I’m a luxury hotel junkie. If I had my druthers I would live in one permanently. Some people find it impersonal – I think it’s heaven. The friendly faces, the room service, the myriad little extras designed to be  not-so-surreptitiously slipped into an outward bound valise. Once upon a time a good hotel was heralded by two essentials: intuitive staff and bespoke toiletries. (To this day if I close my eyes I can instantly recall Claridge’s in London, the bars of Floris soap sensuously wrapped in a wax-coated paper. Tokyo will forever be associated with the Park Hyatt in my mind - and miniature bottles of a then-unknown Molton Brown, as exotic as the ingredients inside.) It holds true today, for the most part. Yet at the same time more and more hotels are falling over themselves to lure back guests with in-room trinkets and takeaways. Some of them are practical, like the personalized business cards on my desk at the Washington, DC Fairmont. Some are fanciful, like the monogrammed robe that was waiting for me at The Plaza. What’s impressive, ultimately, is the thought that goes into each – elevating a run-of-the-mill hotel stay into something memorable. My pick for this month’s best of the best comes courtesy of the DC Fairmont. An elegant and portable solution for gentleman: credit card collar stays.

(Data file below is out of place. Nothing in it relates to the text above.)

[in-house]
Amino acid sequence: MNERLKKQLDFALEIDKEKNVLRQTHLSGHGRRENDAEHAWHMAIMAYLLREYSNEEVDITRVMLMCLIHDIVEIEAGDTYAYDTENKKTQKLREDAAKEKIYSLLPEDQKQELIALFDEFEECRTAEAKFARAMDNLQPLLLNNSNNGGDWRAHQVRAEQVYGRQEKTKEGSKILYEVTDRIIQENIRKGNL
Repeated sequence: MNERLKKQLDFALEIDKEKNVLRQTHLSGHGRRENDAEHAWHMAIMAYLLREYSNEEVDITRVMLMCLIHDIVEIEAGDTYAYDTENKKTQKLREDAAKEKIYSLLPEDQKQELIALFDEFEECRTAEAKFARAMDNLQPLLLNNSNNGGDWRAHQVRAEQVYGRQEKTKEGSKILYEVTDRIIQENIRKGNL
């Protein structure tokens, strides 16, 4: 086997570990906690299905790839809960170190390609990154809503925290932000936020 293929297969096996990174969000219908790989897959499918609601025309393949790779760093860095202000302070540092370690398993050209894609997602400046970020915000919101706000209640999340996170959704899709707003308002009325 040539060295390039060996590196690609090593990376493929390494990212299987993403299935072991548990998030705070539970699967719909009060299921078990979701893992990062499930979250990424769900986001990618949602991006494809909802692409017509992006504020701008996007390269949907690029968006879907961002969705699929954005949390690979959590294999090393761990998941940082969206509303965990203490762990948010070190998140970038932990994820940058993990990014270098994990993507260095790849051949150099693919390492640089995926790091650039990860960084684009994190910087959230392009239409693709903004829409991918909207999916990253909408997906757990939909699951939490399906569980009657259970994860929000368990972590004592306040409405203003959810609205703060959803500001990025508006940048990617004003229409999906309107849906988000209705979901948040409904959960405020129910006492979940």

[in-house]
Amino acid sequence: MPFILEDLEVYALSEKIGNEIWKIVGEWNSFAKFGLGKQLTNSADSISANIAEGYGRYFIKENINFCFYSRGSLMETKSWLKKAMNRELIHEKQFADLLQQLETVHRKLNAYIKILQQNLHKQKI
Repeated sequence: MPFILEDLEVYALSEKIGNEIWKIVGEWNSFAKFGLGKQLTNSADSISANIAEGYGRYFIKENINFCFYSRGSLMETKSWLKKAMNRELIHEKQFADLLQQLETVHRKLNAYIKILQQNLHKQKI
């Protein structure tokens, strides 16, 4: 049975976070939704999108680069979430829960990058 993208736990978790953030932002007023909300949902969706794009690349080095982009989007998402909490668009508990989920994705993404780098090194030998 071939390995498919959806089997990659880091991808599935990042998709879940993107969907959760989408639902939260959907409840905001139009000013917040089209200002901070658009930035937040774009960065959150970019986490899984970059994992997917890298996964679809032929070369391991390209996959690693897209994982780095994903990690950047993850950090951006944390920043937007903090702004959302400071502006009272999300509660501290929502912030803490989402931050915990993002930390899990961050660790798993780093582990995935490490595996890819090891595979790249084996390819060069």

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live blog: down in dc

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hotel paradise